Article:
Climate Changes, Community, Environment, Family

A simple Earth Day in Israel

I remember my first Earth Day experience.

It was 10th grade and someone came up with the idea to boycott styrofoam.

The lunch room, of course, used styrofoam trays. And despite the efforts of a few forward thinking, future activists, the school administration refused to reconsider this earth-unfriendly decision.

So the students revolted. At a coordinated time in the afternoon, which happened to fall in the middle of Biology class, we watched the minute hand move slowly towards the 3. At 1:15 pm precisely, a handful of us stood up (after confirming with our eyes that we wouldn’t back out) and walked out of the classroom to the grassy field in front of the school.

We stayed there — despite warnings from the hall monitors and the lunch aides– shouting “No more styrofoam! Heal our Earth!” (or something powerfully catchy like that.) When the bell rang for the next period, I headed to Spanish class. And that concluded my career as a teenage environmental activist. This minor act was the only rebellious thing I did in my entire high school career. And I regret that. I should have staged more walk-outs or at least pierced more extremities.

Nothing changed in the lunchroom after the protest; not at least during my four years at Cherry Hill High School East.  The styrofoam trays hung around  — long after our protests. I bet they’re still hanging around… in a dump somewhere.

20 years later, I hope someone’s wised up and reinstated washable, reusable trays. Even wiser would be to bring your own lunch considering trans fatty french fries and carcinogenic hot dogs are still the stars of the lunchroom and that school lunches are linked with obesity. But I digress.

20 years later, I’m still the good girl I was in high school.

I can’t help myself.

The most rebellious act I’ll be pulling on this upcoming Earth Day, Monday, April 22 is blogging about other people’s trash.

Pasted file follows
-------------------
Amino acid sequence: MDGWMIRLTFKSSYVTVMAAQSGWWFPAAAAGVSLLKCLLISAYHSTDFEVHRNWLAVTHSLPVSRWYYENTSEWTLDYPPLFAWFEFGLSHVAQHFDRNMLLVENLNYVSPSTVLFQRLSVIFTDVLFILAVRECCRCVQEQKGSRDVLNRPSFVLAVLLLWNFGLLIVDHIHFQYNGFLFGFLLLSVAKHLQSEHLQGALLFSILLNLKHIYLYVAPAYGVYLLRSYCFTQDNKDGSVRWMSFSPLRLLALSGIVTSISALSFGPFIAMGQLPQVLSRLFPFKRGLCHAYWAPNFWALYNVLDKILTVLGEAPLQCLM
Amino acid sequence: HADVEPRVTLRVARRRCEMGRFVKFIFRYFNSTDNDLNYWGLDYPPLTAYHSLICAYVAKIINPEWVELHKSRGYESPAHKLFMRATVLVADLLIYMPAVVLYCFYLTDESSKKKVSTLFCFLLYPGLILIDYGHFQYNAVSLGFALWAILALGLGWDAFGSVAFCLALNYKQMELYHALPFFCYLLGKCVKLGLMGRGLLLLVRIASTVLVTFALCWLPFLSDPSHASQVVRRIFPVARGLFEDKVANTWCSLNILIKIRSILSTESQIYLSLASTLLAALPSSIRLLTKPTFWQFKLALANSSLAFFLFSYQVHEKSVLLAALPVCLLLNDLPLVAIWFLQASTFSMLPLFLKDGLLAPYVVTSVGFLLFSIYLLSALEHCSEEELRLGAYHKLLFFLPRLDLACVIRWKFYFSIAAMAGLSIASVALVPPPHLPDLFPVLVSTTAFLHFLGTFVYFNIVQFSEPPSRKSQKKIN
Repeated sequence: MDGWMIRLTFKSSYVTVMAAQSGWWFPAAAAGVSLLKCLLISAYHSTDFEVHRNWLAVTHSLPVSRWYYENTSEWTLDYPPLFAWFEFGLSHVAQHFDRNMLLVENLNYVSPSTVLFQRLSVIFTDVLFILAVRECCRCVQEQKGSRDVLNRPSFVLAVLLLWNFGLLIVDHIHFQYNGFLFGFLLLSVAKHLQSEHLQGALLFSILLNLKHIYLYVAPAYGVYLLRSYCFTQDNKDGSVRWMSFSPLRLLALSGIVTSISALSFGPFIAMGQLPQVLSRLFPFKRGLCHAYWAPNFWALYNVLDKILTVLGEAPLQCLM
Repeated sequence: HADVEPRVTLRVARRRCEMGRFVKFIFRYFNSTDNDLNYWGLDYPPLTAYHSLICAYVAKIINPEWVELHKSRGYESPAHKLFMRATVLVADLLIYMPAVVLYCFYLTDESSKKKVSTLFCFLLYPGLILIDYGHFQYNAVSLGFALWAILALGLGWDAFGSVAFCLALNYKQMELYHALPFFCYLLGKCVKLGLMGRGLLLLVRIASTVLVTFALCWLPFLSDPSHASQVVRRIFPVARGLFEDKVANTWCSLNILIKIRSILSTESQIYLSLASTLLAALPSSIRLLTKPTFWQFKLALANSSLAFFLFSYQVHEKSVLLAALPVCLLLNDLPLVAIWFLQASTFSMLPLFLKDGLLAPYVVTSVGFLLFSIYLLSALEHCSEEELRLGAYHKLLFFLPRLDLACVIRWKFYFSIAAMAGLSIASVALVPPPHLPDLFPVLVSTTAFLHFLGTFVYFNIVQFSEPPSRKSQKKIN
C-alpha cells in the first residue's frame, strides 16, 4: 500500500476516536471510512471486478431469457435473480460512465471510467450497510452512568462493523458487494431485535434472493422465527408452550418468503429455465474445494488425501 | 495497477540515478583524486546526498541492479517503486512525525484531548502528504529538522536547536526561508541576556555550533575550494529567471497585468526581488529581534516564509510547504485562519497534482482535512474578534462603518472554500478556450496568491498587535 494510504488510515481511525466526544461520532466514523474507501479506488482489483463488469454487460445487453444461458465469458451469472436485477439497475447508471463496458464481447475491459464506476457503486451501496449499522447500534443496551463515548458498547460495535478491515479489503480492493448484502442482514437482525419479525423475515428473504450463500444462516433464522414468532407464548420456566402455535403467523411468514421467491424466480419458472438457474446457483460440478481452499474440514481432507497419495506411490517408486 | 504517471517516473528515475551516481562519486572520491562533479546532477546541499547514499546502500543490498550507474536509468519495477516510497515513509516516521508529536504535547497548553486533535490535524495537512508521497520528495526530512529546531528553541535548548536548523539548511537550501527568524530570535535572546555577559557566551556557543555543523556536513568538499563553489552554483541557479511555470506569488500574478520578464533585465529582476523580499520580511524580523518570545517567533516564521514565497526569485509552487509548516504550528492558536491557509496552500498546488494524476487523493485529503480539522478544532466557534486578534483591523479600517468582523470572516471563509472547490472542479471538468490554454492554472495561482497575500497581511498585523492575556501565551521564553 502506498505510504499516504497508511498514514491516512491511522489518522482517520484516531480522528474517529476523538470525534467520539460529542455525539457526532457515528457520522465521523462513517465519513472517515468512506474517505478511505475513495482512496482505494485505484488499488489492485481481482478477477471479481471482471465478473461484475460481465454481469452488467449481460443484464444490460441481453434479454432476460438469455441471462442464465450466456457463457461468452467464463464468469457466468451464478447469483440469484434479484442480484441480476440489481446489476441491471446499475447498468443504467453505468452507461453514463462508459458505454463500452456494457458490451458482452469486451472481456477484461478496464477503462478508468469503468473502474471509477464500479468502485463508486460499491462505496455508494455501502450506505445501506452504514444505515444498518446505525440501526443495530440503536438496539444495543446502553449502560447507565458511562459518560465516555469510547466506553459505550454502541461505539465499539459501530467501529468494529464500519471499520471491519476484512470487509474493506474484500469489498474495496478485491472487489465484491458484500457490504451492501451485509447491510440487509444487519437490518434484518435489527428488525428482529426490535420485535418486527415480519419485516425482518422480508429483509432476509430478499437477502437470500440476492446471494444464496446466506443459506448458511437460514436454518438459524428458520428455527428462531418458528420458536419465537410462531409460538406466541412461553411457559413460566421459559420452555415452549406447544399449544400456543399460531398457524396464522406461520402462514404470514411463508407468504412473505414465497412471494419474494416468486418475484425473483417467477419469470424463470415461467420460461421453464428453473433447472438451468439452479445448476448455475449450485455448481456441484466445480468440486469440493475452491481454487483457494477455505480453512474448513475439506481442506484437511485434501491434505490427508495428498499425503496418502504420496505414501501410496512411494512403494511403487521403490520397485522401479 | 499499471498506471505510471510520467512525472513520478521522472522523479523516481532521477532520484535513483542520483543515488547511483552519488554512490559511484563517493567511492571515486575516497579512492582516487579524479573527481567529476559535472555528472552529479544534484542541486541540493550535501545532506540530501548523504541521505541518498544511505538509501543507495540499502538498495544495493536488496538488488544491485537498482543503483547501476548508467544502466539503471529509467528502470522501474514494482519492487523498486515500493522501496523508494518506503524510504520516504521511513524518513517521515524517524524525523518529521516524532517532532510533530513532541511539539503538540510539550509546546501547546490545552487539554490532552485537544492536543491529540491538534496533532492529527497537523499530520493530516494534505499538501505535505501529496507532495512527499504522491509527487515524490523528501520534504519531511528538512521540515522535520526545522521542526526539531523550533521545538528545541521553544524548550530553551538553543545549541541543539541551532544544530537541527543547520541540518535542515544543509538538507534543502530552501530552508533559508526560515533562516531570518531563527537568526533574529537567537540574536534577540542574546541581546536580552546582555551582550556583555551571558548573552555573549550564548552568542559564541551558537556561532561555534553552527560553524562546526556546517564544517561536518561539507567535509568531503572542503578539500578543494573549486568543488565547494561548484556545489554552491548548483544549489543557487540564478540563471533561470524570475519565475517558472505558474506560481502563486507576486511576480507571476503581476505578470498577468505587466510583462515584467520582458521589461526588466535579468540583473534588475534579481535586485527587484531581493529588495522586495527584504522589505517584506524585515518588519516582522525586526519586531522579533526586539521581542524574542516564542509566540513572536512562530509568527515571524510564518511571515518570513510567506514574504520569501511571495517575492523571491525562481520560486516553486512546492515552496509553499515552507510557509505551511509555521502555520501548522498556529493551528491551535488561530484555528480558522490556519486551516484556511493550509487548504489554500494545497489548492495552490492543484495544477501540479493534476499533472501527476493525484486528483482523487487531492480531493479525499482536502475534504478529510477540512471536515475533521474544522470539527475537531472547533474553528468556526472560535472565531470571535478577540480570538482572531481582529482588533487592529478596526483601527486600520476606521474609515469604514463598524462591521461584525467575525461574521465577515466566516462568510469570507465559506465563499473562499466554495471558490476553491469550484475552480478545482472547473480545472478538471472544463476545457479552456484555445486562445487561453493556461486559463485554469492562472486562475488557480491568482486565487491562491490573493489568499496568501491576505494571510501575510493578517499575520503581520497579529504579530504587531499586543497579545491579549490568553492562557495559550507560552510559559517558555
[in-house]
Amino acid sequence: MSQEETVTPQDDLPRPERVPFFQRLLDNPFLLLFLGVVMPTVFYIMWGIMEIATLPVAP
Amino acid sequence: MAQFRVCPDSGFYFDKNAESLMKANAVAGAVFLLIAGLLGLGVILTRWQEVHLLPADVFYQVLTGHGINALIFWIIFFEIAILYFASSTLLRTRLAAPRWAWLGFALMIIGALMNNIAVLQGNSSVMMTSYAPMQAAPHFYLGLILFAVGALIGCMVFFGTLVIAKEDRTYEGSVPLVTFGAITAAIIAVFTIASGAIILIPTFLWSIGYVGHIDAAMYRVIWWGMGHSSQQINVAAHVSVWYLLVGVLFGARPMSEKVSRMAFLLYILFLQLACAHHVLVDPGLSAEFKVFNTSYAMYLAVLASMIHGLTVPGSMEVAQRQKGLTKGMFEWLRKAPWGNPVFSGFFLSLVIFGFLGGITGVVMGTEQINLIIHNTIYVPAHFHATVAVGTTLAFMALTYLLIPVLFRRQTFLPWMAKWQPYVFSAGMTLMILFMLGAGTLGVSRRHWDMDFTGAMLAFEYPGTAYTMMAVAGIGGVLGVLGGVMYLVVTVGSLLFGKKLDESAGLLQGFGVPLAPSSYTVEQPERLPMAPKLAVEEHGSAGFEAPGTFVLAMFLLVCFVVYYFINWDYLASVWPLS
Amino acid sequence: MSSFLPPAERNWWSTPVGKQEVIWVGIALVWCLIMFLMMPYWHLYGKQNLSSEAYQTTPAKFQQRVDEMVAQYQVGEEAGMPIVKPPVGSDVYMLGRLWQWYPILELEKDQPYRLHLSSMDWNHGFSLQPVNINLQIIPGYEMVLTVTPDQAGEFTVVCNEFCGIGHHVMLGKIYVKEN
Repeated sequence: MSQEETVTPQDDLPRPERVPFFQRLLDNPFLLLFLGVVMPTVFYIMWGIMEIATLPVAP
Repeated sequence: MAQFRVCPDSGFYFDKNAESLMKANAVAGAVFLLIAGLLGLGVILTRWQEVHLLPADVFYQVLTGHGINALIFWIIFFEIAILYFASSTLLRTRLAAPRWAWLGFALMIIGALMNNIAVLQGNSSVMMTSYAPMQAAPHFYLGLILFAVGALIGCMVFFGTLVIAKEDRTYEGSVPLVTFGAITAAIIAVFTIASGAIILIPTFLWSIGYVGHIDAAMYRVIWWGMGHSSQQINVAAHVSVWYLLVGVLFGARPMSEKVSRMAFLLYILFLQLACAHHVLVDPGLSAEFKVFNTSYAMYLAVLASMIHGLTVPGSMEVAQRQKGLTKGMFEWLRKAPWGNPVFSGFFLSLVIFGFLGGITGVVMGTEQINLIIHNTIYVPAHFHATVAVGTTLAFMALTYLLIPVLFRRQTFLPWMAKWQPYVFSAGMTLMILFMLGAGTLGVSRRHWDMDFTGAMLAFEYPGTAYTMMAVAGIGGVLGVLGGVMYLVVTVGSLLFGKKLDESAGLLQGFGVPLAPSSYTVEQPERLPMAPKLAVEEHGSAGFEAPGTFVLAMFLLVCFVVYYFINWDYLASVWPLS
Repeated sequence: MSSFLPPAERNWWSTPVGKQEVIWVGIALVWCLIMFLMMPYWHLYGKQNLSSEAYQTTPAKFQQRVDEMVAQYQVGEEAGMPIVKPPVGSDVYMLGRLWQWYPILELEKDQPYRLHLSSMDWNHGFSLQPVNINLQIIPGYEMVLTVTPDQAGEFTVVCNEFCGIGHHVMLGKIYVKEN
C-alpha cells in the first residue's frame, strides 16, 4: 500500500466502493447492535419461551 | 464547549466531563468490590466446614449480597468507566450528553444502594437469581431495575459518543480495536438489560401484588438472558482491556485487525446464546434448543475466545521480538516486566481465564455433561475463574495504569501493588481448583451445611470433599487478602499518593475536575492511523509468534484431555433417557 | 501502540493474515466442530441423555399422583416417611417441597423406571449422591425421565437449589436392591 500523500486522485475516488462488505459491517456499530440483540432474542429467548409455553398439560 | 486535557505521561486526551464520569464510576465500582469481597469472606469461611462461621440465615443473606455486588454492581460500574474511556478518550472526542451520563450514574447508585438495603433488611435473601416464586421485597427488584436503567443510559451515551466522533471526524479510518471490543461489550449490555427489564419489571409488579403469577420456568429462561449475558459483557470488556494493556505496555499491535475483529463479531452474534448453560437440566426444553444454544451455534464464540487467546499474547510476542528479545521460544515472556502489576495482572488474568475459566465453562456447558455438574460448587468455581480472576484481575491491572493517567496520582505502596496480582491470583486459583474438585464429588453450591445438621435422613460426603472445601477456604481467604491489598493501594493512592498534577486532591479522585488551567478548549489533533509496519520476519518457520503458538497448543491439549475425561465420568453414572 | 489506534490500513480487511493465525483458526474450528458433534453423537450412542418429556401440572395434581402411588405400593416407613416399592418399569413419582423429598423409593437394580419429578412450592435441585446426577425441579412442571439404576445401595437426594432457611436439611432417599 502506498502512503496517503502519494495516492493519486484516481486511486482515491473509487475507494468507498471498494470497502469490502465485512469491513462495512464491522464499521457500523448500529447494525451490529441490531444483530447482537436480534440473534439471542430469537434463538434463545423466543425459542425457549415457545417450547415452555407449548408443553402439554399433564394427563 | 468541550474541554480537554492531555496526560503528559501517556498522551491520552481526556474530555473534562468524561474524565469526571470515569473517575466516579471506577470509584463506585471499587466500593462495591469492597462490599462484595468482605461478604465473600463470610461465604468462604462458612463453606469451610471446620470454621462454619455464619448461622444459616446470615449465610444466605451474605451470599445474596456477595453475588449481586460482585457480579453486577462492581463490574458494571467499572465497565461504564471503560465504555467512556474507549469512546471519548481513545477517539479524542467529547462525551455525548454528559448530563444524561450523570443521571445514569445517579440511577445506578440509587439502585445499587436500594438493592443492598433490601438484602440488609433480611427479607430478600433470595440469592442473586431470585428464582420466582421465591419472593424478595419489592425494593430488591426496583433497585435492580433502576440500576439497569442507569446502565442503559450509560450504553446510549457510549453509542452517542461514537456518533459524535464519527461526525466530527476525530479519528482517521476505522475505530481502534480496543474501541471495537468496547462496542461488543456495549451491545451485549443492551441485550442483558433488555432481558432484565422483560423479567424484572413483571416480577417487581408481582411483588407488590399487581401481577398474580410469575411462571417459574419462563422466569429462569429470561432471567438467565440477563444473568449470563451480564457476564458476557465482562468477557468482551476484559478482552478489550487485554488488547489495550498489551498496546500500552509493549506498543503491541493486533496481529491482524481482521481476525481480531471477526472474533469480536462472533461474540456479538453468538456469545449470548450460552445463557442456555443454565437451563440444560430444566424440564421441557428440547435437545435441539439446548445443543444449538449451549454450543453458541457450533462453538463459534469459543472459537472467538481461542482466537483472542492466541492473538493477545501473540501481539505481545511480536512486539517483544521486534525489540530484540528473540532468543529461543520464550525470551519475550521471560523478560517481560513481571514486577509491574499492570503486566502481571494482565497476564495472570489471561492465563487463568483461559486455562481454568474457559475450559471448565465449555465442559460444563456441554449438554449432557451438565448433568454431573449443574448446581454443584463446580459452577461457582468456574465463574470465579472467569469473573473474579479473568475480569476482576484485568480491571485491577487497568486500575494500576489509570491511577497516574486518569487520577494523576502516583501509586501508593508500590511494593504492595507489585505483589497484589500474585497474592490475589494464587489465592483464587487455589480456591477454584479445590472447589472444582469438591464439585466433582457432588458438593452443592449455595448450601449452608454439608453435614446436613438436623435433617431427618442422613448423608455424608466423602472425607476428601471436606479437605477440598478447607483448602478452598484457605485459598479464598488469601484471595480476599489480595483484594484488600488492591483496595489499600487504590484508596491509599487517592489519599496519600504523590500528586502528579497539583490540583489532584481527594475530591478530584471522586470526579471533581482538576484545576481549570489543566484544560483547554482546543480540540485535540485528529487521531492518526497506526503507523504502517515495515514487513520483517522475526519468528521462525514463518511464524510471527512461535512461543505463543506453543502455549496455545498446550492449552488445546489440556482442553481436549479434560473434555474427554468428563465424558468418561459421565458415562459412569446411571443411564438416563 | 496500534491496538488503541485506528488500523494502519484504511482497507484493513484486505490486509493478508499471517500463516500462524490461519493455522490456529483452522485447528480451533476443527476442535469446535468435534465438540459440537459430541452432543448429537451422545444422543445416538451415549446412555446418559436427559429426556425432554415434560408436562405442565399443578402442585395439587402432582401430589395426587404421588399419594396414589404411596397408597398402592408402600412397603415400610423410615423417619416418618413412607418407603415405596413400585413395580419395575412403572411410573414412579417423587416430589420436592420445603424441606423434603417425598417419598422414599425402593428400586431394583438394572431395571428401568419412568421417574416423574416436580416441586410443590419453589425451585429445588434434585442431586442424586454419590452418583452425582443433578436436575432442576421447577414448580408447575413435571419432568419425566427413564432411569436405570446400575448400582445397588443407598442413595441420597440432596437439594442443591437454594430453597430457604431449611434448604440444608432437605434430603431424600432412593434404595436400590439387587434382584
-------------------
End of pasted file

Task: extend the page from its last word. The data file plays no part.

Or picking some up.

Frankly, that’s better than doing nothing, which is what most people will opt to do on Monday.


Earth Day, for most, is just another piece of colored in line-art in a child’s backpack. It’s just another front page feature in Parade Magazine. It’s a photo op.

Surely, some will visit an eco-themed art exhibit or see an eco-film. Some might even take part in a small protest like I did once upon a time.

Not me.

I propose we all do something simple on Monday.

Pick up a piece of trash. Someone else’s trash.

Put it in the proper receptacle — paper with paper. Plastic with plastic. Food stuff in a compost pile.

This one simple act doesn’t require group think. Or a ticket stub.

Just you.

Pick up some trash.

If you want to take one extra step, consider not buying anything on Monday that’s meant to be thrown away.

And stop throwing stuff away. Keep it. Reuse it. Pass it on.

Teach your kids all of the above.

Make Earth Day simple this year.

Be a lone activist … and see how even a quiet, obedient good girl (or boy) can make a difference.

4 thoughts on “A simple Earth Day in Israel”

  1. First of all, I’m impressed with your memories from high school (which I practically have so few of!). Secondly, wonderful idea. Why not have someone translate this message into Hebrew and send it out to the yishuv? Why not suggest it to the teachers at the gan (when the kids go on their daily walk)? Why not suggest it to the soccer coach before the Monday evening practice? If you can spread your words to others, who will then in turn, guide the children, I believe your mission will have that much more of a chance of becoming accomplished.


    1. Those are great ideas, Shira. I think that part of what stops people (me, included) from being in action around environmental issues is the feeling that it’s all so overwhelming. For me, the idea of doing something simple, just one thing on my own, feels manageable — which is what I’m really craving in my life right now. It’s a way to be a part of something, alone. 🙂


  2. I enjoyed your memories too. There are many people who have been in similar situations and done nothing, so even protesting once marks you out as a relative activist. You have every reason to be proud of yourself;


  3. Small steps add up to big movements! I remember celebrating Earth Day as a kid with my mom, sister and maybe 1-2 friends, picking up trash along the road. It wasn’t a hugely organized event, and we were surely the only people in our small town doing anything, but it left a lasting impression on me. You never know who you’ll inspire with your trash cleanup, or your blog post!

    And I still want to do the pen pals thing, if you’re down! Send your info to my email: misscorinne at gmail dot com.


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